When my husband was alive, Valentines’ Day was celebrated with fun gifts and cards that each of us had stashed under our respective sides of the bed which we would retrieve that morning. Since his passing, the automatic cringing would begin right after Christmas, when red and green lights would be replaced with red and pink hearts that would pop up like so many Morning Glories and the I Love You cards would prance across the shelves as if taunting this singleton.
I remember when I was a child, looking forward to the February holiday that brought with it an excuse to indulge in my drug of choice which is chocolate. A male friend has said that most women he knows have a relationship with chocolate, that when they talk about it, makes him blush—I am no exception.
The way back machine has me recalling the combination of excitement and trepidation of buying a box of Valentines’ Day cards embellished with cartoon characters or hearts and flowers to give to classmates. In elementary school, we had (if memory serves) decorated shoe boxes on our desks with slots cut in them so that we could receive cards from our friends. The excitement was about seeing who thought enough of us to give a card and the trepidation was along the lines of “What if someone I gave a card to, didn’t reciprocate?” Did that mean I wasn’t worthy of their friendship or attention? There were times I was delighted and times I was disappointed.
Two fond memories that come to visit as I am writing these words involve other tokens of affection. One was the tiny gold ring my parents gave me when I was a child that I wore until I outgrew it and the other came from a Jr. High School boyfriend named Jeff. It was a silver heart shaped necklace that I wore, until we outgrew the relationship.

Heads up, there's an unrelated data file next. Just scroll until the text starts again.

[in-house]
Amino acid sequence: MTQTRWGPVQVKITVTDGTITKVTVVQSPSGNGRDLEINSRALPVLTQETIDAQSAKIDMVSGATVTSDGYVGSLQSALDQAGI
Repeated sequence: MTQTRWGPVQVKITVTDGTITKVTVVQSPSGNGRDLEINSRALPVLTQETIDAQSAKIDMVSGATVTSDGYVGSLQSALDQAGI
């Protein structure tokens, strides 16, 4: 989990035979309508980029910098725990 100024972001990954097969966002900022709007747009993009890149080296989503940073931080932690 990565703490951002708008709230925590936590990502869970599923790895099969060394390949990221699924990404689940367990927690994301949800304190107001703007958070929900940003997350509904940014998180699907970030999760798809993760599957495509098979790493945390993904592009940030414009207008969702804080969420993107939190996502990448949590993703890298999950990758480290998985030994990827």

In the interceding years, I have celebrated the holiday that focuses on love with partners and alone. I recall a date a few years ago with someone who surprised me with a lovely dinner and a sweet gift. We remained in touch for a little while afterward. One Valentines’ Day weekend, I went into New Hope, Pennsylvania and with my friend Ondreah, and walked around the artsy riverside town outside of Philadelphia with our FREE HUG signs, embracing willing strangers for a few hours in brisk winded temps.
If memory serves, I facilitated a Cuddle Party workshop near Valentines’ Day for folks who wanted to express love but had no one in particular on whom to shower it…or so they thought.
One year, I wrote as a gift to friends, a treatise of sorts that I called What I Learned About Love:
Love without limits begins with self- love.
Love is not a commodity to be traded in exchange for security, comfort or companionship. It is an energy and an essence that has always existed and always will exist.
The source of love is not another person. It is within you. You are love incarnate.
Ask yourself WWLD? What would love do? And then do it!
If you feel unlovable, take a moment to consider the innocent child you once were and ask “Am I any less worthy of love that little one?”
Learn to love with abandon without fear of being abandoned.
Be a love sponge that soaks it all up and then wring it out on those you encounter.
Love never dies even if the person does. Their love surrounds you as if a warm, cozy blanket in your favorite color.
No one will ever love you enough to make up for not loving yourself.
Everyone in our lives is on loan to us. Love them now.
Love doesn’t leave, even if the person does. It leaves an imprint in our hearts forever.
Love is never wasted.
Everyone you now know and love was once a stranger.
Enabling isn’t the same as loving.
What I do know is that when he arrives, there will be a sense of the familiar: “Oh there you are again. How long has it been?” and then we will pick up where we left off many eons ago.
Love elephant and want to go steady?
Editor: Bryonie Wise